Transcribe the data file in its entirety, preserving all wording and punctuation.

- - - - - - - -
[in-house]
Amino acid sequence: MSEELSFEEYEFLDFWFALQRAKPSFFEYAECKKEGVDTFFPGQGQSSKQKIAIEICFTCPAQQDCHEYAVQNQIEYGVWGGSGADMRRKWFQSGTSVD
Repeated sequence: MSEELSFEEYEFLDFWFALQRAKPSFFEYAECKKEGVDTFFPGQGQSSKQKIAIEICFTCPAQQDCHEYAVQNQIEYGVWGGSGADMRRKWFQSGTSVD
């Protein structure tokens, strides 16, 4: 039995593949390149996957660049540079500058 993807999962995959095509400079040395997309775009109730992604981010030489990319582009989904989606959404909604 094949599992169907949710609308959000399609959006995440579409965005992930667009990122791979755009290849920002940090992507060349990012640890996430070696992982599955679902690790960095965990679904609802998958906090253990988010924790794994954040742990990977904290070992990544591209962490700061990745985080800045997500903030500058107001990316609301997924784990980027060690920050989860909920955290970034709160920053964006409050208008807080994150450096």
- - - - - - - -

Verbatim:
[in-house]
Amino acid sequence: MSEELSFEEYEFLDFWFALQRAKPSFFEYAECKKEGVDTFFPGQGQSSKQKIAIEICFTCPAQQDCHEYAVQNQIEYGVWGGSGADMRRKWFQSGTSVD
Repeated sequence: MSEELSFEEYEFLDFWFALQRAKPSFFEYAECKKEGVDTFFPGQGQSSKQKIAIEICFTCPAQQDCHEYAVQNQIEYGVWGGSGADMRRKWFQSGTSVD
């Protein structure tokens, strides 16, 4: 039995593949390149996957660049540079500058 993807999962995959095509400079040395997309775009109730992604981010030489990319582009989904989606959404909604 094949599992169907949710609308959000399609959006995440579409965005992930667009990122791979755009290849920002940090992507060349990012640890996430070696992982599955679902690790960095965990679904609802998958906090253990988010924790794994954040742990990977904290070992990544591209962490700061990745985080800045997500903030500058107001990316609301997924784990980027060690920050989860909920955290970034709160920053964006409050208008807080994150450096």